Washington: Climate scientists on Thursday said that the year 2014 is almost certain to be the warmest year on Earth since 1880.
The globally averaged temperature over land and ocean surfaces for October 2014 was the highest on record for the month, said the National Oceanic and Atmospheric Administration (NOAA).
Beating the previous record of 2003 by 0.01 degrees Celsius, the combined average temperature over global land and ocean surfaces for October 2014 was at 14.74 degrees Celsius or 0.74 degrees Celsius above the 20th century average of 14.0 degrees Celsius.
It also marked the 38th consecutive October with a global temperature above the 20th century average.
The last below-average global temperature for October occurred in 1976, NOAA found.
Continuing on its track for the warmest year on record, the global average temperatures for October as well as January-to-October period were both the highest, surpassing the previous records set in 1998 and 2010.
According to the NOAA, five of the past six months have been recorded warm for their respective months; July was the fourth warmest.
The October global land temperature was the fifth highest on record at 1.05 degrees Celsius above the 20th century average of 9.3 degrees Celsius.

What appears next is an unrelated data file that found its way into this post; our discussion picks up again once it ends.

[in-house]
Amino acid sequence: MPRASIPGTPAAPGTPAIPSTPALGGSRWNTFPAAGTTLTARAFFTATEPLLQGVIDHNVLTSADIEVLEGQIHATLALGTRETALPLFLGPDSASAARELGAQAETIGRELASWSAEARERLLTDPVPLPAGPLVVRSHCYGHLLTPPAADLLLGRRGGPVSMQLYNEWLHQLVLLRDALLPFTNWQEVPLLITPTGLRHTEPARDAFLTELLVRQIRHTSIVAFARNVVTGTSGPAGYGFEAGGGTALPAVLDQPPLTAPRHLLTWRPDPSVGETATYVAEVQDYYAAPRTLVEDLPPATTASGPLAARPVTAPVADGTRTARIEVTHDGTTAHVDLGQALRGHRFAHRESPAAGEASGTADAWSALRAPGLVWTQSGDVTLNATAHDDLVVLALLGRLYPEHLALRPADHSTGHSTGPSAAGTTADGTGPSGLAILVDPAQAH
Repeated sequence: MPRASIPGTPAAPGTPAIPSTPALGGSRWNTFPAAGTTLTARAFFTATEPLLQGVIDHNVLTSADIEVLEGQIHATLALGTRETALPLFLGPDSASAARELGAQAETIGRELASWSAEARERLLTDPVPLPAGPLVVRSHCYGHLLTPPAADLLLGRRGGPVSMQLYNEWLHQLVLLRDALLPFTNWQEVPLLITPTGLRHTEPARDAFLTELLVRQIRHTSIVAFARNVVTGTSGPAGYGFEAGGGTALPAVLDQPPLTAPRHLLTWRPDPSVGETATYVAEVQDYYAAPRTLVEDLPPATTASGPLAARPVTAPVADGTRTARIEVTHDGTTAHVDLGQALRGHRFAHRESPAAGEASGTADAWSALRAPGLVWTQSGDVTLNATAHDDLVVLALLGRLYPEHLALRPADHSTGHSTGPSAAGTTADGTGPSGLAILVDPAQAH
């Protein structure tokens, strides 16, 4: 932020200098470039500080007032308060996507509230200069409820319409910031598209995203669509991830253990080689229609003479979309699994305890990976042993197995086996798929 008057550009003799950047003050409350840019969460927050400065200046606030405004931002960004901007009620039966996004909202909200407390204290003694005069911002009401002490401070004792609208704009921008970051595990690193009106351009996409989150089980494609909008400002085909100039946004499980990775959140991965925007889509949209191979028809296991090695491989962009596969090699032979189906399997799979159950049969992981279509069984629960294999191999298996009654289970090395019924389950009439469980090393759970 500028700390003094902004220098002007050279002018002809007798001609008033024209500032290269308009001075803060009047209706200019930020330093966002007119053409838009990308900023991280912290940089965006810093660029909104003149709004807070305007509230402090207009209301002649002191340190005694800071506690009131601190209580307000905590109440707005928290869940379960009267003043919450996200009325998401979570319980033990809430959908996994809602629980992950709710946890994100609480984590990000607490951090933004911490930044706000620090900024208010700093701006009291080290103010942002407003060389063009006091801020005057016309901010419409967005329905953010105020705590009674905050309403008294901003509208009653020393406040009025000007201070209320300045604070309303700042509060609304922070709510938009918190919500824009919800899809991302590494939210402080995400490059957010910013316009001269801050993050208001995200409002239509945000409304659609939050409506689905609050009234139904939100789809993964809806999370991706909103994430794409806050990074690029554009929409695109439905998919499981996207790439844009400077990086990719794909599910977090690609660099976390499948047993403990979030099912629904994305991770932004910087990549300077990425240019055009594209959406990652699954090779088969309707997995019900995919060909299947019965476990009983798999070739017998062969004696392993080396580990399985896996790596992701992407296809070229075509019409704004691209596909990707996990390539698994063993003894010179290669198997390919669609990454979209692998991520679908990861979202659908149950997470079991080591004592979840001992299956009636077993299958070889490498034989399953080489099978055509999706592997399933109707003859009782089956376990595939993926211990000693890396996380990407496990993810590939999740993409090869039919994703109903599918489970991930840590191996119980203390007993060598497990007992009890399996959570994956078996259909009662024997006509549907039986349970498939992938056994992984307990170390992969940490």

Warmer-than-average temperatures were evident over most of the global land surfaces, except for large parts of central Asia.
NOAA said record warmth was notable across a large area of southern South America, the US western coastal regions, Far East Russia, parts of southern and southeastern Asia, much of southern and western Australia, and parts of southern Europe.
The October global sea surface temperature was 0.62 degrees Celsius above the 20th century average of 15.9 degrees Celsius, the highest on record for October and the sixth consecutive month with a record high monthly global sea surface temperature.
This also ties with June 2014 for the third highest ocean temperature departure on average for any month; the second highest occurred in August 2014 and the highest occurred just last month.
While record warmth was observed in parts of every major ocean basin, nearly all of the Indian Ocean was record warm or much warmer than average, said NOAA.
According to NOAA's Climate Prediction Centre, there is close to a 60 per cent chance for El Nino to officially develop across the central and eastern equatorial Pacific Ocean during the Northern Hemisphere.